Josh Beckett still feeling surreal the day after his first no-hitter

Tim Brown
Yahoo Sports
Los Angeles Dodgers starting pitcher Josh Beckett, left, celebrates with catcher Drew Butera after striking out Philadelphia Phillies' Chase Utley looking for a no-hitter baseball game, Sunday, May 25, 2014, in Philadelphia. Los Angeles won 6-0. (AP Photo/Matt Slocum)

Beckett pitches no-hitter, Dodgers stop Phillies

Los Angeles Dodgers starting pitcher Josh Beckett, left, celebrates with catcher Drew Butera after striking out Philadelphia Phillies' Chase Utley looking for a no-hitter baseball game, Sunday, May 25, 2014, in Philadelphia. Los Angeles won 6-0. (AP Photo/Matt Slocum)

LOS ANGELES – We interrupt the inevitable and inglorious end to Josh Beckett's career – which was to arrive shortly after he and his salary were dumped on the Los Angeles Dodgers, and his ERA swelled to five, and his velocity tumbled, and his hand went numb, and he groaned into his mid-30s – for the vision of his teammates dog-piling him on a mound in Philadelphia.

For the nine starts that have him with the 10th-lowest ERA in the National League and the eighth-lowest WHIP.

For the curveball that is among the most effective in the game.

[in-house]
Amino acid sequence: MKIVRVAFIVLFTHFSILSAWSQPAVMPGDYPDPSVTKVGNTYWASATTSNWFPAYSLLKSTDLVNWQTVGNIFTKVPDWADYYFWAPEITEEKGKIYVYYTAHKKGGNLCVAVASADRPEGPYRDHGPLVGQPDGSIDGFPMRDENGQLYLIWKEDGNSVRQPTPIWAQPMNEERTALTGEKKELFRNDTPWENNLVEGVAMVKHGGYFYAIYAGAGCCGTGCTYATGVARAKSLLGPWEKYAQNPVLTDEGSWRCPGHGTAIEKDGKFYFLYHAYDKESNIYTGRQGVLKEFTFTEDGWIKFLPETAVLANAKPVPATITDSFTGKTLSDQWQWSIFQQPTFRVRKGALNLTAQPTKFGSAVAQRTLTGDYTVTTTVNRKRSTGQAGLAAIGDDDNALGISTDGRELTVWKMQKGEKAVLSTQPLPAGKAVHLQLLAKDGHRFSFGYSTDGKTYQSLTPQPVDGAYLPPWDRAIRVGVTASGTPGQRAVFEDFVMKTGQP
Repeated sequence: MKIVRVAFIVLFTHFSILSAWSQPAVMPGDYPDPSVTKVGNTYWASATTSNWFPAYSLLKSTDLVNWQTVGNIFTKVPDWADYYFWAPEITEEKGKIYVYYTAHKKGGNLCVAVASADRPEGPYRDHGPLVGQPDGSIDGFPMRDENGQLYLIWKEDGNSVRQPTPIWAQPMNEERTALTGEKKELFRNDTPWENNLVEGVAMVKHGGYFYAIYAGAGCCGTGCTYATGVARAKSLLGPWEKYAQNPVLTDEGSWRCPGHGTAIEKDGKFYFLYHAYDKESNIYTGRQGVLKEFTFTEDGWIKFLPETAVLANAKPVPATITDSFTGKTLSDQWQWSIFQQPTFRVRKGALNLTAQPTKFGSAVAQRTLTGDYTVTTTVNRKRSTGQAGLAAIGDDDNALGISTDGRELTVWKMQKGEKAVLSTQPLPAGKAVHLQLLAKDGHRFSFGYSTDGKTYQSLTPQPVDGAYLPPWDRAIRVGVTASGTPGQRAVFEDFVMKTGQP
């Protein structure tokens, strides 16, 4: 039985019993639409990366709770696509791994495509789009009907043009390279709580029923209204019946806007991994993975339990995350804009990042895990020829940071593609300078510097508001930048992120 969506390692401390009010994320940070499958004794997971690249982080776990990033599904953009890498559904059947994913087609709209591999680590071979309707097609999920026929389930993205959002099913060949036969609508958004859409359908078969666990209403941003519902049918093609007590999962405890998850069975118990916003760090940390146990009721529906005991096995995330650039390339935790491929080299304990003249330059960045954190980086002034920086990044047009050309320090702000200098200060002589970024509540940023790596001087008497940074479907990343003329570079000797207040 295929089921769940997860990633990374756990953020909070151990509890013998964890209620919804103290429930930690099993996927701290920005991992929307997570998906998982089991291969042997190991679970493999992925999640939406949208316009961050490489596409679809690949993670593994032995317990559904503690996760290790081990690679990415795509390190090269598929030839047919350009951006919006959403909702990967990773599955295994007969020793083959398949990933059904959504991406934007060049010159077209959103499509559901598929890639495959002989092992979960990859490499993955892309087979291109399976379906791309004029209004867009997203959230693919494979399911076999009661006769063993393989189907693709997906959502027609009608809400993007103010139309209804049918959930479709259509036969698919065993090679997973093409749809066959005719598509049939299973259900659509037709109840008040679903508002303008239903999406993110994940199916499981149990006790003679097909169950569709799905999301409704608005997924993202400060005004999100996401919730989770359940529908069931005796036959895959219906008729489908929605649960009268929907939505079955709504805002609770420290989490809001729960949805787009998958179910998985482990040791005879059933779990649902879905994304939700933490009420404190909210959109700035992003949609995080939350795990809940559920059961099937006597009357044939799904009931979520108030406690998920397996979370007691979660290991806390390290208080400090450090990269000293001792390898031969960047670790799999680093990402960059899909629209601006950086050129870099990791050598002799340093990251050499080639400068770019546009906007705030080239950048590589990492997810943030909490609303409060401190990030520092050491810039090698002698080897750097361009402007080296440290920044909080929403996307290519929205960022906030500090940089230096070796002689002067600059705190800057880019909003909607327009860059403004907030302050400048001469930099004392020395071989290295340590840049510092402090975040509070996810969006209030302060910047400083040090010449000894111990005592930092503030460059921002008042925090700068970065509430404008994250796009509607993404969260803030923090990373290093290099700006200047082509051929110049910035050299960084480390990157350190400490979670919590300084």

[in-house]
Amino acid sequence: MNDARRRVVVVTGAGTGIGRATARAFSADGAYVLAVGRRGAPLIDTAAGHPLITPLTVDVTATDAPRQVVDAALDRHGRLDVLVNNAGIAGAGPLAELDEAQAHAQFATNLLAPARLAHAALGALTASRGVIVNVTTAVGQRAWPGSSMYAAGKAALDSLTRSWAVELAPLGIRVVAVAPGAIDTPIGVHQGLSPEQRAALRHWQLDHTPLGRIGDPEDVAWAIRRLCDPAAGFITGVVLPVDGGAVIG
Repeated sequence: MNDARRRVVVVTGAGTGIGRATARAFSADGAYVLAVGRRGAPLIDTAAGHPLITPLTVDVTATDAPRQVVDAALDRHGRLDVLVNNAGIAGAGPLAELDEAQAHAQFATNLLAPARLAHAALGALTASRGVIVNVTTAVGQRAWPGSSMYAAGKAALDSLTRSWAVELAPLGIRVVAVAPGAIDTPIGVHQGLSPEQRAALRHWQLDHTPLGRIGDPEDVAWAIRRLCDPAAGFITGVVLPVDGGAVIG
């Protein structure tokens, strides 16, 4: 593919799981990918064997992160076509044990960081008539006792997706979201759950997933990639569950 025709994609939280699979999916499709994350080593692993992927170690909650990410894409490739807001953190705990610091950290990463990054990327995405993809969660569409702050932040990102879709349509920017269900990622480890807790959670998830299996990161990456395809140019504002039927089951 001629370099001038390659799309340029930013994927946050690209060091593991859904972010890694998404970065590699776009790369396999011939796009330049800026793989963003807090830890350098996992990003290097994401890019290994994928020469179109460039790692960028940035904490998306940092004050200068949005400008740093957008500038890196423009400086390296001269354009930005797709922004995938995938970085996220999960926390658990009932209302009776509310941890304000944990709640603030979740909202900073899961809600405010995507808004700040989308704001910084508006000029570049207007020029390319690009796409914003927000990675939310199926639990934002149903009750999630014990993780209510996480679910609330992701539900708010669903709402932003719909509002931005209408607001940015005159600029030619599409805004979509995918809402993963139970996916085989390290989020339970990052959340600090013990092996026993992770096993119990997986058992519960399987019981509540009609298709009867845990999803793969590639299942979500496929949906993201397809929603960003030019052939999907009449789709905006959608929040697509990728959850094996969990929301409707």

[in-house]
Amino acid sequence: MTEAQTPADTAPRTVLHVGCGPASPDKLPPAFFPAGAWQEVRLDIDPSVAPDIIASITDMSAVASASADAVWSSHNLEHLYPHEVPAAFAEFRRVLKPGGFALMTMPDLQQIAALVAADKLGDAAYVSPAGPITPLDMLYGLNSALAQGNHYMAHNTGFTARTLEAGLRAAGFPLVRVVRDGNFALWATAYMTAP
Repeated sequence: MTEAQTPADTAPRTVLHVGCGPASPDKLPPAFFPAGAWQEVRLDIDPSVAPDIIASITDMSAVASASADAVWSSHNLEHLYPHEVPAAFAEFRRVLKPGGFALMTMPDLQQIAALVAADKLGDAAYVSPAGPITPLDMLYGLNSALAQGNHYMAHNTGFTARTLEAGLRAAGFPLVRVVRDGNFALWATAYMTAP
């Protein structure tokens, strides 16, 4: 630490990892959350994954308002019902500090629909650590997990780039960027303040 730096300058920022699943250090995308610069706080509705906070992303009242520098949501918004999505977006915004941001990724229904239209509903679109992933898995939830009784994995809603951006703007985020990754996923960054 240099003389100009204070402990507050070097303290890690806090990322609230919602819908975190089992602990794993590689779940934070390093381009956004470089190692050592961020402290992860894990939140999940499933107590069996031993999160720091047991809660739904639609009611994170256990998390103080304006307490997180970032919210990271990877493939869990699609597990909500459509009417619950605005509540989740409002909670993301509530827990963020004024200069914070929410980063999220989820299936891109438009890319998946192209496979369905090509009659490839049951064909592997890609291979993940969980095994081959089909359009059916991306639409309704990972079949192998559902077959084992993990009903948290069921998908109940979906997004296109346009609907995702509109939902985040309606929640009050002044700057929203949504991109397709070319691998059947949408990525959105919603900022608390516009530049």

For the 94-mph fastball on pitch 128.

For a curtain call at Dodger Stadium, 2,400 miles from the site of Beckett's no-hitter the day before.

"Ladies and gentlemen, Josh Beckett," went the introduction, and the people applauded the veteran pitcher they hardly know beyond being surprised a while back to learn he'd be in the rotation.

Beckett came up the dugout steps and raised his cap and, well, imagine that.

"It's still surreal," he said. "Especially when you get to this point in your career. I figured the days of possibly throwing a no-hitter were behind me."

Up until early April, maybe March for those who were hanging around Glendale, Ariz., you'd have gotten a good debate on which was more broken down: Beckett's body, his reputation or his career. The money, the attitude, the results – two summers ago the Boston Red Sox had thrown them all in. The culture change in the Back Bay started with the trade of Beckett and the others. And Beckett had done little for the Dodgers but thin the spread and chew up DL time.

He'd be 34 in May. He was recovering from surgery to remove a rib and relieve thoracic outlet syndrome. It had been three seasons since Beckett had been even a good pitcher. The Dodgers were loaded anyway.

"I'd be lying if I said I wasn't thinking it might be over," he said.

If you had to pick a single day to experience over and over, you could do worse than to live it as a starting pitcher's day after. Win a ballgame, sleep sound, drive to the ballpark, dig yourself for a few hours, sort of watch some baseball, allow yourself to be happy with the world.

That's a day.

Beckett would wear sunglasses on his day-after. He'd watch Hyun-Jin Ryu pitch into the eighth inning with a perfect game. After those career-high 128 pitches, he'd say his body felt the same as it did after any start.